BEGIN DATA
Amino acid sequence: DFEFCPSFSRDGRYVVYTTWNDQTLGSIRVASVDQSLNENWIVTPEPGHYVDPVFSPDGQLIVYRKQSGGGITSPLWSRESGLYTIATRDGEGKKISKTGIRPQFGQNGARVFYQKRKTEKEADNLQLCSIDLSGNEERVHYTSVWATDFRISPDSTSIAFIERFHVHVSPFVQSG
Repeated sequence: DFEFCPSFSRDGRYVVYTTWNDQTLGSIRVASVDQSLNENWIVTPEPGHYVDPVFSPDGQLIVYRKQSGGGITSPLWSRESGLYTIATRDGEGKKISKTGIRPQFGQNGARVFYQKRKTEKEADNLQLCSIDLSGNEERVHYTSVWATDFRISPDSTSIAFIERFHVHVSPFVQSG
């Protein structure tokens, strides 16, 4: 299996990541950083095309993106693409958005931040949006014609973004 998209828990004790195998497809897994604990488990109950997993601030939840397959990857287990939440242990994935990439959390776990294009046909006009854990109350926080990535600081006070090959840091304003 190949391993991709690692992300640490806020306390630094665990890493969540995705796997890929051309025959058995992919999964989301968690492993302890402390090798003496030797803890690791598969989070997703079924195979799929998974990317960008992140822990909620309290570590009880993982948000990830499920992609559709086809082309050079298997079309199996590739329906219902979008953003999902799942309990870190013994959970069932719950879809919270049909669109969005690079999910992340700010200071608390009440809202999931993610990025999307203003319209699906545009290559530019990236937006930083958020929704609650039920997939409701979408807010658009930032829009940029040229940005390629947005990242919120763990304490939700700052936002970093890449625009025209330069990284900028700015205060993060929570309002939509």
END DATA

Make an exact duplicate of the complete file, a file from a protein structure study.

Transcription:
Amino acid sequence: DFEFCPSFSRDGRYVVYTTWNDQTLGSIRVASVDQSLNENWIVTPEPGHYVDPVFSPDGQLIVYRKQSGGGITSPLWSRESGLYTIATRDGEGKKISKTGIRPQFGQNGARVFYQKRKTEKEADNLQLCSIDLSGNEERVHYTSVWATDFRISPDSTSIAFIERFHVHVSPFVQSG
Repeated sequence: DFEFCPSFSRDGRYVVYTTWNDQTLGSIRVASVDQSLNENWIVTPEPGHYVDPVFSPDGQLIVYRKQSGGGITSPLWSRESGLYTIATRDGEGKKISKTGIRPQFGQNGARVFYQKRKTEKEADNLQLCSIDLSGNEERVHYTSVWATDFRISPDSTSIAFIERFHVHVSPFVQSG
């Protein structure tokens, strides 16, 4: 299996990541950083095309993106693409958005931040949006014609973004 998209828990004790195998497809897994604990488990109950997993601030939840397959990857287990939440242990994935990439959390776990294009046909006009854990109350926080990535600081006070090959840091304003 190949391993991709690692992300640490806020306390630094665990890493969540995705796997890929051309025959058995992919999964989301968690492993302890402390090798003496030797803890690791598969989070997703079924195979799929998974990317960008992140822990909620309290570590009880993982948000990830499920992609559709086809082309050079298997079309199996590739329906219902979008953003999902799942309990870190013994959970069932719950879809919270049909669109969005690079999910992340700010200071608390009440809202999931993610990025999307203003319209699906545009290559530019990236937006930083958020929704609650039920997939409701979408807010658009930032829009940029040229940005390629947005990242919120763990304490939700700052936002970093890449625009025209330069990284900028700015205060993060929570309002939509």